Laparoscopic Retroperitoneal Nephroureterectomy is a Safe and Adherent Modality for Obese Patients with Upper Urinary Tract Urothelial Carcinoma


Objective: We evaluated the association of body mass index (BMI) with perioperative outcomes in patientswho underwent laparoscopic or open radical nephroureterectomy. Materials and
Methods: This retrospectivesingle-center study included 113 patients who had been diagnosed with upper urinary tract cancer fromJanuary 1998 to June 2013 and were treated with laparoscopic nephroureterectomy (Lap group, n=60) or opennephroureterectomy (Open group, n=53). Laparoscopic nephroureterectomy was performed via a retroperitonealapproach following an open partial cystectomy. The two surgical groups were stratified into a normal-BMI group(<25) and a high-BMI group (BMI≥25). The high-BMI group included 27 patients: 13 in the Lap group and14 in the Open group.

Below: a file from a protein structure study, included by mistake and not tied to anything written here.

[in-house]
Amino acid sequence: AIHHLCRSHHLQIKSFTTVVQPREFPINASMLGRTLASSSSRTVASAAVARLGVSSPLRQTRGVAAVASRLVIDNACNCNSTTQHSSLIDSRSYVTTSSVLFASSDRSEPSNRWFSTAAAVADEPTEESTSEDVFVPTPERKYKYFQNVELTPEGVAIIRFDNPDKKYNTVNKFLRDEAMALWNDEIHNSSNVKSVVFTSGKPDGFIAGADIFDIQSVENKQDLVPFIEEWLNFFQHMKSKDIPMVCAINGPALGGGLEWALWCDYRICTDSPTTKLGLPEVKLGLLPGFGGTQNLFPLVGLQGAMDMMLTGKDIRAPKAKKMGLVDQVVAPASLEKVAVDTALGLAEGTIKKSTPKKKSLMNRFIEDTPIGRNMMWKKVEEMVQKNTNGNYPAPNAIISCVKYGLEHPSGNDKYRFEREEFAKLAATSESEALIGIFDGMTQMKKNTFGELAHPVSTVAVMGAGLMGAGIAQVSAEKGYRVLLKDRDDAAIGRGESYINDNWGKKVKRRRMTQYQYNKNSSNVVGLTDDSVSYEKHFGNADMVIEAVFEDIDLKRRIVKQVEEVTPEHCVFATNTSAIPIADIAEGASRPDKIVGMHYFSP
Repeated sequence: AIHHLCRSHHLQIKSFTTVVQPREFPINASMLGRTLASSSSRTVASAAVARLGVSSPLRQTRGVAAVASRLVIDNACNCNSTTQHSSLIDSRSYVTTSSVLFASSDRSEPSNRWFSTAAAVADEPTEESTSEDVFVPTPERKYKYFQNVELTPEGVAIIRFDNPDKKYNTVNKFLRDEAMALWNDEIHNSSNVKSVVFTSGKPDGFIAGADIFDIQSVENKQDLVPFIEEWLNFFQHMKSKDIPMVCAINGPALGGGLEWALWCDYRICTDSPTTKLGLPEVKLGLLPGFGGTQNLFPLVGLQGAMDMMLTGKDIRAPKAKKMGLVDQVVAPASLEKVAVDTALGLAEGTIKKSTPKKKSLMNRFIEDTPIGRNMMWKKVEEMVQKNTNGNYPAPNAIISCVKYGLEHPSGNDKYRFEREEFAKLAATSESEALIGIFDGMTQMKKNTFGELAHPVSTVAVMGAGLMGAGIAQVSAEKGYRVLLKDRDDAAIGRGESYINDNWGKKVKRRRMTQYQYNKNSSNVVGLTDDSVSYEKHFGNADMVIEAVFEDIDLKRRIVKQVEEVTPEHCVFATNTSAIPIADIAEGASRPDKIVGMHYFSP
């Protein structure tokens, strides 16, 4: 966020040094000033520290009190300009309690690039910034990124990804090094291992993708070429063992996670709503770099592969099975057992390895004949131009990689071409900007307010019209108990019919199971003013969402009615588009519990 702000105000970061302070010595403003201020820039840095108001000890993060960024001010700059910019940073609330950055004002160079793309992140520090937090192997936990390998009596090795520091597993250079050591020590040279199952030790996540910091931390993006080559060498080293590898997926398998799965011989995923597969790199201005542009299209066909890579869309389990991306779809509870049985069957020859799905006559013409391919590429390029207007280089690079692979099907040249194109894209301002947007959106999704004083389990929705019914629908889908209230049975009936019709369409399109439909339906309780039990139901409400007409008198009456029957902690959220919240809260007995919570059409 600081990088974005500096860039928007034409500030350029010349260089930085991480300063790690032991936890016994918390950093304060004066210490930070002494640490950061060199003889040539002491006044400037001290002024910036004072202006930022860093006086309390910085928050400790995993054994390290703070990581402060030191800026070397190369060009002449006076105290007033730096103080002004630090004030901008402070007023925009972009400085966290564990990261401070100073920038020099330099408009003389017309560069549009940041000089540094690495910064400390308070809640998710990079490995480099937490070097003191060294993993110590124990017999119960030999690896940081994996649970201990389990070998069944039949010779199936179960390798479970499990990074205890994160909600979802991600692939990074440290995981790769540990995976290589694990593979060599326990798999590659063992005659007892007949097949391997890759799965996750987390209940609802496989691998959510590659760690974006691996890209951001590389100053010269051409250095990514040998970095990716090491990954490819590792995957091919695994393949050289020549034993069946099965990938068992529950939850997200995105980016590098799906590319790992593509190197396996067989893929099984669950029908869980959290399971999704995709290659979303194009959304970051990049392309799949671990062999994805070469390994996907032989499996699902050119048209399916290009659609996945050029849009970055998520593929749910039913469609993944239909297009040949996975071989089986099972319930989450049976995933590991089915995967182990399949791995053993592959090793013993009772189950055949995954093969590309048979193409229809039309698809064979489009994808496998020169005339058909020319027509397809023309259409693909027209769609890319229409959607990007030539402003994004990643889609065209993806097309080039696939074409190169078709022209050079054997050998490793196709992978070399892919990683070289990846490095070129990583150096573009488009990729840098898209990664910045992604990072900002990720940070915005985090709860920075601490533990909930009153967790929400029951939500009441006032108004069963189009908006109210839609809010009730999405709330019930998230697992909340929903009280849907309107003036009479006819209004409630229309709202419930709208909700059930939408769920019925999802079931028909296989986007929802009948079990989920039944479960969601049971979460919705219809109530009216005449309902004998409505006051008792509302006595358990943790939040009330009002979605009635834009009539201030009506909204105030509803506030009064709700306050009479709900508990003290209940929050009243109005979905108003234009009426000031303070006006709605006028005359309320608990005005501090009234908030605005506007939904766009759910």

Results: Estimated blood loss (EBL) in the Lap group was much lower than that in theOpen group irrespective of BMI (p<0.01). Operative time was significantly prolonged in normal-BMI patientsin the Lap group compared to those in the Open group (p=0.03), but there was no difference in operative timebetween the Open and Lap groups among the high-BMI patients. Multivariate logistic regression analysis of thedata for all the cohorts revealed that the open procedure was a significant risk factor for high EBL (p<0.0001,hazard ratio 8.02). Normal BMI was an independent predictor for low EBL (p=0.01, hazard ratio 0.25). Therewas no significant risk factor for operative time in multivariate analysis. There were no differences in bloodtransfusion rates or adverse event rates between the two surgical groups.
Conclusions: Laparoscopic radicalnephroureterectomy via a retroperitoneal approach can be safely performed with significantly reduced EBLeven in obese patients with upper urinary tract cancer.